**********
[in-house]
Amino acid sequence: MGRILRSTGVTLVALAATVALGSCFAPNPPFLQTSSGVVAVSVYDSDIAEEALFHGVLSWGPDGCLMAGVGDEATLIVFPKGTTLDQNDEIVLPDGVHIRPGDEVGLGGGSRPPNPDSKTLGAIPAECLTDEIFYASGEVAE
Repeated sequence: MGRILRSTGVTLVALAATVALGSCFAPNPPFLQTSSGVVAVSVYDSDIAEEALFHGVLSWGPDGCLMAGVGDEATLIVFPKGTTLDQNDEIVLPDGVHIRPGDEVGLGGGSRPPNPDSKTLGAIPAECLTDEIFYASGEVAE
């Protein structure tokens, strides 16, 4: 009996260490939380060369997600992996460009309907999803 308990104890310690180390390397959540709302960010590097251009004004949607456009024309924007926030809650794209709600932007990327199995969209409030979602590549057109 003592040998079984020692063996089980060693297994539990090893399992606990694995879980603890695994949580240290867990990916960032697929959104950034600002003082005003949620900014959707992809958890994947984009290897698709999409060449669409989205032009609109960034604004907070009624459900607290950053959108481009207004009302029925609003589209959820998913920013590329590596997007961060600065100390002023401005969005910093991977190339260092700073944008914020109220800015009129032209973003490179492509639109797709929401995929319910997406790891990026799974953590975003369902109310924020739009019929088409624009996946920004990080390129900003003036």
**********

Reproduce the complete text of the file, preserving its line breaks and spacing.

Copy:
[in-house]
Amino acid sequence: MGRILRSTGVTLVALAATVALGSCFAPNPPFLQTSSGVVAVSVYDSDIAEEALFHGVLSWGPDGCLMAGVGDEATLIVFPKGTTLDQNDEIVLPDGVHIRPGDEVGLGGGSRPPNPDSKTLGAIPAECLTDEIFYASGEVAE
Repeated sequence: MGRILRSTGVTLVALAATVALGSCFAPNPPFLQTSSGVVAVSVYDSDIAEEALFHGVLSWGPDGCLMAGVGDEATLIVFPKGTTLDQNDEIVLPDGVHIRPGDEVGLGGGSRPPNPDSKTLGAIPAECLTDEIFYASGEVAE
């Protein structure tokens, strides 16, 4: 009996260490939380060369997600992996460009309907999803 308990104890310690180390390397959540709302960010590097251009004004949607456009024309924007926030809650794209709600932007990327199995969209409030979602590549057109 003592040998079984020692063996089980060693297994539990090893399992606990694995879980603890695994949580240290867990990916960032697929959104950034600002003082005003949620900014959707992809958890994947984009290897698709999409060449669409989205032009609109960034604004907070009624459900607290950053959108481009207004009302029925609003589209959820998913920013590329590596997007961060600065100390002023401005969005910093991977190339260092700073944008914020109220800015009129032209973003490179492509639109797709929401995929319910997406790891990026799974953590975003369902109310924020739009019929088409624009996946920004990080390129900003003036």